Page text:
Well the truth is that bit about nuclear warheads is generally scare-mongering. So is that bit about al-Qaeda toppling governments (the slick, smooth-talking General Musharraf has been replaced by the slick, smooth-talking Mr Zardari). But the bit about a political crisis in Pakistan spilling over and causing problems for other countries is largely true.

To be fair to Mr Zardari, it is true that he is saying altogether new things, of a kind we’ve never heard from a Pakistani president or prime minister before. The questions are whether he really means it (he probably does) and whether that means anything (that’s the US$100 billion question).

Sovereignty vovereignty

..and violations thereof

Over at Five Rupees, Ahsan has an excellent take on the goings-on between the United States and Pakistan along the Durand line.

I should also stipulate for the record that the violation by the U.S. of Pakistan’s sovereignty—the notion that a state practices exclusive control of territory within its borders—in FATA is a red herring, for three reasons.

First, the Pakistani state’s sovereignty in the region since independence has been tenuous at best; the area has largely been left to its own devices under the stewardship of local- and district-level tribal governments.

Second, even if the preceding sentence was not true, Pakistan’s sovereignty in the region was chronologically and historically first violated by the Taliban, and not American drones and soldiers. Like virginity, sovereignty can logically only be violated once; once the Taliban established a quasi-parallel administration in the region, it became a political and legal reality that Pakistan does not lay claim to controlling the area.

Third, the uproar about sovereignty (concerning) American actions in the reigon in the last few weeks ignores the fact that the Americans have been doing this for well over two years now; it is only the fact that (a) it has become more overt, and (b) it is being done more frequently that seems to be the root of Pakistani anger. Neither (a) nor (b) have anything to do with the violation of sovereignty per se and have everything to do with the way the violation of sovereignty is conducted.

Irrespective of polito-legal questions of sovereignty, the fact remains that the status quo represents an extremely dangerous situation for the Pakistani state. Squeezed by the Americans to do more, by the Pakistani population to do less, and by the Taliban to do nothing, this high-wire balancing act is doomed to fail. The question, however, remains: on which side of the wire is Pakistan going to fall?[Five Rupees]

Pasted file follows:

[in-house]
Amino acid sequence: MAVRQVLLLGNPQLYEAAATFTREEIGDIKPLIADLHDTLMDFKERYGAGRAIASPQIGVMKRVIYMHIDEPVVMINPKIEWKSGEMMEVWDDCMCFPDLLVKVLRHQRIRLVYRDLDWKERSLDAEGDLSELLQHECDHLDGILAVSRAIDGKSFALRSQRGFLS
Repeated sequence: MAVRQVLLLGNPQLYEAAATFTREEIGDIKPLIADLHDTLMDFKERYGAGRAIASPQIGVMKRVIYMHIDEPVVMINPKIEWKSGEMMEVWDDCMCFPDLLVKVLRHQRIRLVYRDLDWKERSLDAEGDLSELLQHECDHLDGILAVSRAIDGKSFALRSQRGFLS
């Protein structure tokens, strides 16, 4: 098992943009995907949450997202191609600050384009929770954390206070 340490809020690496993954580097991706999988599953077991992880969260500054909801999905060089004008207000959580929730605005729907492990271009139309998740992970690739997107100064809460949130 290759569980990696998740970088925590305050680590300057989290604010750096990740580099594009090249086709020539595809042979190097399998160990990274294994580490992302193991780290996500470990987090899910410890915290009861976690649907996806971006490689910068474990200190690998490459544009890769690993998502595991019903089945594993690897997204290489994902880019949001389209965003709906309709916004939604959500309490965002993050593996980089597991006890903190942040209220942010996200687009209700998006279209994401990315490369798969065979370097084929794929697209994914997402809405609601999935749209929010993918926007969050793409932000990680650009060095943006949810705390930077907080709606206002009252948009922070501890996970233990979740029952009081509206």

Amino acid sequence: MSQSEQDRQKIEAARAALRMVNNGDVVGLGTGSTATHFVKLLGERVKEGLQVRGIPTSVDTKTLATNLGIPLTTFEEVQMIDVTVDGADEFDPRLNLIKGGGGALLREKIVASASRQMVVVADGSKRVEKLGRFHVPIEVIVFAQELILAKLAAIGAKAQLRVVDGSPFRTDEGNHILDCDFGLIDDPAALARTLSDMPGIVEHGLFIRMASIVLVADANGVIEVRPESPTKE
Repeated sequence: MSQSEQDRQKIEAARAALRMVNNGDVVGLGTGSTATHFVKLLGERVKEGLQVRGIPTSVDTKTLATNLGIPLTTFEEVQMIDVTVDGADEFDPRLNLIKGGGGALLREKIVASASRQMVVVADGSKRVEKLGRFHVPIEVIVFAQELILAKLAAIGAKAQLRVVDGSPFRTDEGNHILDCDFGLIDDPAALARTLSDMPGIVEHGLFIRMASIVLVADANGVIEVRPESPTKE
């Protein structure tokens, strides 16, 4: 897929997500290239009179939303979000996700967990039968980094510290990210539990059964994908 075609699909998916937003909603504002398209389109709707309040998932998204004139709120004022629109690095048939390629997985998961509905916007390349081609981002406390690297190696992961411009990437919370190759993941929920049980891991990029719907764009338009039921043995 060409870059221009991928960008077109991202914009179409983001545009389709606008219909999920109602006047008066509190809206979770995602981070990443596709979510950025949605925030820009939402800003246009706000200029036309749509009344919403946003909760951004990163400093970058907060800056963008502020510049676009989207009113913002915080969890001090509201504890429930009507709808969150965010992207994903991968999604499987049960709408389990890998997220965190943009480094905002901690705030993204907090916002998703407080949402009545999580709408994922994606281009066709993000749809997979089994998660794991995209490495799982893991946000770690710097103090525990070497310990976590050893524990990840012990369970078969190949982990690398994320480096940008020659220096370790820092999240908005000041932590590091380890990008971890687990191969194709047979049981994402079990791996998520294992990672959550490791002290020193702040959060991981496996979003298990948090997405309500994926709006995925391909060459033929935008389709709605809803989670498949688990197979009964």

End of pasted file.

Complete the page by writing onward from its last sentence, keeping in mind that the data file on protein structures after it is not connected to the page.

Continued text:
The Zardari dilemma (2)

Nuclear power to the rescue

For some good writing turn to Mohammed Hanif in The National (linkthanks Samanth Subramanian):

Every pundit in Pakistan has made a long to-do list for President Zardari: security, economy, electricity, flour prices, fuel prices and more security. No doubt the Americans – who made his presidency possible, and who, despite his democratic credentials, will be the final arbiters of his intelligence – have prepared their own list as well. He must fight their war on terror while convincing the people of Pakistan that American drones are randomly bombing the people of northern Pakistan for their own good. At the same time, Zardari must convey to the Americans that their Nintendo Wii-war, operated by remote control, does their own image no favours.

Perhaps with the Americans Zardari can try the argument presented to me by one man who wanted to sell me a three-bedroom house in Defence. In the middle of the usual haggling over the price, our discussion suddenly degenerated into a state-of-the-nation talk. “These are the worst times,” he admitted, “but give it another six months, and it will improve.

“The army will come in and clean up this mess. And the Americans can’t go on pushing us into a corner. We are a nuclear power, yaar,” he concluded triumphantly, “you are getting a cheap deal.”

I have not read much real estate literature, but surely this was the first time a nuclear device was mentioned to close a property sale. [The National]